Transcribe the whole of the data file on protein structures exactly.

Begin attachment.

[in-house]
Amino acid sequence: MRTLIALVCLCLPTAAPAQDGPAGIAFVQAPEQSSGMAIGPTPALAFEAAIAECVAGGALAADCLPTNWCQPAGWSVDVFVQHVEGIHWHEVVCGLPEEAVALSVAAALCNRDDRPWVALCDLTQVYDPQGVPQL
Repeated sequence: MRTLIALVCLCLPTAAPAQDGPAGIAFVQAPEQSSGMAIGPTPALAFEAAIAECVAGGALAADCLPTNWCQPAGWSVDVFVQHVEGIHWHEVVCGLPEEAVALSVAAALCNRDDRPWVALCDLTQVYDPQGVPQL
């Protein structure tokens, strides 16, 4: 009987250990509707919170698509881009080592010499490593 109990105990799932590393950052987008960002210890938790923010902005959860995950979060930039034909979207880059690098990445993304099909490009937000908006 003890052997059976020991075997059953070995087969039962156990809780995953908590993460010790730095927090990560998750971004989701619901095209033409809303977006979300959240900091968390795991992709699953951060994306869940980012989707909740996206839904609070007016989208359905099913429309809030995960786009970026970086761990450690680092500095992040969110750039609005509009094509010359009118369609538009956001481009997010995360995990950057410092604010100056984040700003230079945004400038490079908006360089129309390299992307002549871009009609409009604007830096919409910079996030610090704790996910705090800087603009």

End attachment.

[in-house]
Amino acid sequence: MRTLIALVCLCLPTAAPAQDGPAGIAFVQAPEQSSGMAIGPTPALAFEAAIAECVAGGALAADCLPTNWCQPAGWSVDVFVQHVEGIHWHEVVCGLPEEAVALSVAAALCNRDDRPWVALCDLTQVYDPQGVPQL
Repeated sequence: MRTLIALVCLCLPTAAPAQDGPAGIAFVQAPEQSSGMAIGPTPALAFEAAIAECVAGGALAADCLPTNWCQPAGWSVDVFVQHVEGIHWHEVVCGLPEEAVALSVAAALCNRDDRPWVALCDLTQVYDPQGVPQL
């Protein structure tokens, strides 16, 4: 009987250990509707919170698509881009080592010499490593 109990105990799932590393950052987008960002210890938790923010902005959860995950979060930039034909979207880059690098990445993304099909490009937000908006 003890052997059976020991075997059953070995087969039962156990809780995953908590993460010790730095927090990560998750971004989701619901095209033409809303977006979300959240900091968390795991992709699953951060994306869940980012989707909740996206839904609070007016989208359905099913429309809030995960786009970026970086761990450690680092500095992040969110750039609005509009094509010359009118369609538009956001481009997010995360995990950057410092604010100056984040700003230079945004400038490079908006360089129309390299992307002549871009009609409009604007830096919409910079996030610090704790996910705090800087603009």